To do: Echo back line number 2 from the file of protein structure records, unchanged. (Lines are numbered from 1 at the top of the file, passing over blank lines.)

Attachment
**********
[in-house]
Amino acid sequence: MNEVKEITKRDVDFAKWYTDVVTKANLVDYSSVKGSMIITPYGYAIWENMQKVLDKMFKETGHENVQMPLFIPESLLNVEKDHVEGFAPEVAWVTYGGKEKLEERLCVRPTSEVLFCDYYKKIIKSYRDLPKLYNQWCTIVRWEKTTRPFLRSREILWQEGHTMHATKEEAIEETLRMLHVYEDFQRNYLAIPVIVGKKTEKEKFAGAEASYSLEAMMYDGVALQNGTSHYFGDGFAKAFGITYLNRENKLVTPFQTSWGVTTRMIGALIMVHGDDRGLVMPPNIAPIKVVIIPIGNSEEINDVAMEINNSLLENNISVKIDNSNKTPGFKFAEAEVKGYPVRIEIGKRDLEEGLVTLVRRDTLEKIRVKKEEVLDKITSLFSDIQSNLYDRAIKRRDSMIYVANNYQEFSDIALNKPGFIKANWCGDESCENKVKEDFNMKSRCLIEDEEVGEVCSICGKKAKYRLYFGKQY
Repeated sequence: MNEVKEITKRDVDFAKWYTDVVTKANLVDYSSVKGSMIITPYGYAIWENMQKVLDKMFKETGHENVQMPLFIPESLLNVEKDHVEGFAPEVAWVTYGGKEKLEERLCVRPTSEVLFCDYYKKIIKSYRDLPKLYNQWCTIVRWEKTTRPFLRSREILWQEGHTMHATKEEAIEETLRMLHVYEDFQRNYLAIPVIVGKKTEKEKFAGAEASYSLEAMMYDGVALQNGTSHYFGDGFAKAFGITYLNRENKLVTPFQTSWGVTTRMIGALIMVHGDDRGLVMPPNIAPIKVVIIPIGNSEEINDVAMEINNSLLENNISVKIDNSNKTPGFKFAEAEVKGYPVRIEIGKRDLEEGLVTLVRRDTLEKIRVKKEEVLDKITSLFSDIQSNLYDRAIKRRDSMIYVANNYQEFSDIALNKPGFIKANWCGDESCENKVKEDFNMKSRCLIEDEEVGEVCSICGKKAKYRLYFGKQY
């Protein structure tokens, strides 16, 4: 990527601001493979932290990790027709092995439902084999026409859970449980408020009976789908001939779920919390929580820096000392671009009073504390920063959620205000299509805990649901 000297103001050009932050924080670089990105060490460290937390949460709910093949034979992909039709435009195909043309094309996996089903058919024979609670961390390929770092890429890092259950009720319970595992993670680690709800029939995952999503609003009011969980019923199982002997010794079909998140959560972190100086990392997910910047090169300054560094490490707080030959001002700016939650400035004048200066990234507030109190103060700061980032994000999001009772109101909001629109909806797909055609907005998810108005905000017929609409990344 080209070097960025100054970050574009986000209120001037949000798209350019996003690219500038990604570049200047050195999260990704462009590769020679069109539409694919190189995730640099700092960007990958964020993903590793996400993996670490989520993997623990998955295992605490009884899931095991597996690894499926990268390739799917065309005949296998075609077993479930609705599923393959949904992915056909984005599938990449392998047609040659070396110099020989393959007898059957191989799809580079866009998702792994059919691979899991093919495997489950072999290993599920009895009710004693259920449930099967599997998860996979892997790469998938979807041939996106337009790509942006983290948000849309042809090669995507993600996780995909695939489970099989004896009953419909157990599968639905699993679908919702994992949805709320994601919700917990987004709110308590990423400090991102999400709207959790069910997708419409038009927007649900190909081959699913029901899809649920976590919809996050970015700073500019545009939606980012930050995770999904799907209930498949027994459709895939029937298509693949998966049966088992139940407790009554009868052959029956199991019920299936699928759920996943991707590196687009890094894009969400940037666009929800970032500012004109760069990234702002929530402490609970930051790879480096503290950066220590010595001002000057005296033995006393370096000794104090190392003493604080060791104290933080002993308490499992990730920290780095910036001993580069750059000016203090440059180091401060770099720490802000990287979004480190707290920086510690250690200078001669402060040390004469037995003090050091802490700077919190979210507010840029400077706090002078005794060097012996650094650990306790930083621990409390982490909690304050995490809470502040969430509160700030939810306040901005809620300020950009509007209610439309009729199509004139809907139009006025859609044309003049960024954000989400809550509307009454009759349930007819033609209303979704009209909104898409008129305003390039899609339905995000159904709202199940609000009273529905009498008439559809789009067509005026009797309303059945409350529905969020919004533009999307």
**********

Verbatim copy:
Amino acid sequence: MNEVKEITKRDVDFAKWYTDVVTKANLVDYSSVKGSMIITPYGYAIWENMQKVLDKMFKETGHENVQMPLFIPESLLNVEKDHVEGFAPEVAWVTYGGKEKLEERLCVRPTSEVLFCDYYKKIIKSYRDLPKLYNQWCTIVRWEKTTRPFLRSREILWQEGHTMHATKEEAIEETLRMLHVYEDFQRNYLAIPVIVGKKTEKEKFAGAEASYSLEAMMYDGVALQNGTSHYFGDGFAKAFGITYLNRENKLVTPFQTSWGVTTRMIGALIMVHGDDRGLVMPPNIAPIKVVIIPIGNSEEINDVAMEINNSLLENNISVKIDNSNKTPGFKFAEAEVKGYPVRIEIGKRDLEEGLVTLVRRDTLEKIRVKKEEVLDKITSLFSDIQSNLYDRAIKRRDSMIYVANNYQEFSDIALNKPGFIKANWCGDESCENKVKEDFNMKSRCLIEDEEVGEVCSICGKKAKYRLYFGKQY